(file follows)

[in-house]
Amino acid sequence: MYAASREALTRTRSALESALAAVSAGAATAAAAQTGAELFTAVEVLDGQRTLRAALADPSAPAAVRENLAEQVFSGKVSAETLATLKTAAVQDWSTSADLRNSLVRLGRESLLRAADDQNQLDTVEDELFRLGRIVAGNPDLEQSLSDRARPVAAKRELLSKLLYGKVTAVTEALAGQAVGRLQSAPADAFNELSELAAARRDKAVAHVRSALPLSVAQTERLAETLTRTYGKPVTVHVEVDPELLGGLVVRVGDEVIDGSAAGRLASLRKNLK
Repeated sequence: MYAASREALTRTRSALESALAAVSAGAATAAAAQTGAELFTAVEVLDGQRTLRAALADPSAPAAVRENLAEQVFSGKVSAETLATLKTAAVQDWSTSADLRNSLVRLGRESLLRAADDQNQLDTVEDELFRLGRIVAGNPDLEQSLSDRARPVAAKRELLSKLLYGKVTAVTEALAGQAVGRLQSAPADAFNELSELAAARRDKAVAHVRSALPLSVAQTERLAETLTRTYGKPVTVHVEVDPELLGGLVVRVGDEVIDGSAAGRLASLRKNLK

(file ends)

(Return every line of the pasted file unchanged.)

[in-house]
Amino acid sequence: MYAASREALTRTRSALESALAAVSAGAATAAAAQTGAELFTAVEVLDGQRTLRAALADPSAPAAVRENLAEQVFSGKVSAETLATLKTAAVQDWSTSADLRNSLVRLGRESLLRAADDQNQLDTVEDELFRLGRIVAGNPDLEQSLSDRARPVAAKRELLSKLLYGKVTAVTEALAGQAVGRLQSAPADAFNELSELAAARRDKAVAHVRSALPLSVAQTERLAETLTRTYGKPVTVHVEVDPELLGGLVVRVGDEVIDGSAAGRLASLRKNLK
Repeated sequence: MYAASREALTRTRSALESALAAVSAGAATAAAAQTGAELFTAVEVLDGQRTLRAALADPSAPAAVRENLAEQVFSGKVSAETLATLKTAAVQDWSTSADLRNSLVRLGRESLLRAADDQNQLDTVEDELFRLGRIVAGNPDLEQSLSDRARPVAAKRELLSKLLYGKVTAVTEALAGQAVGRLQSAPADAFNELSELAAARRDKAVAHVRSALPLSVAQTERLAETLTRTYGKPVTVHVEVDPELLGGLVVRVGDEVIDGSAAGRLASLRKNLK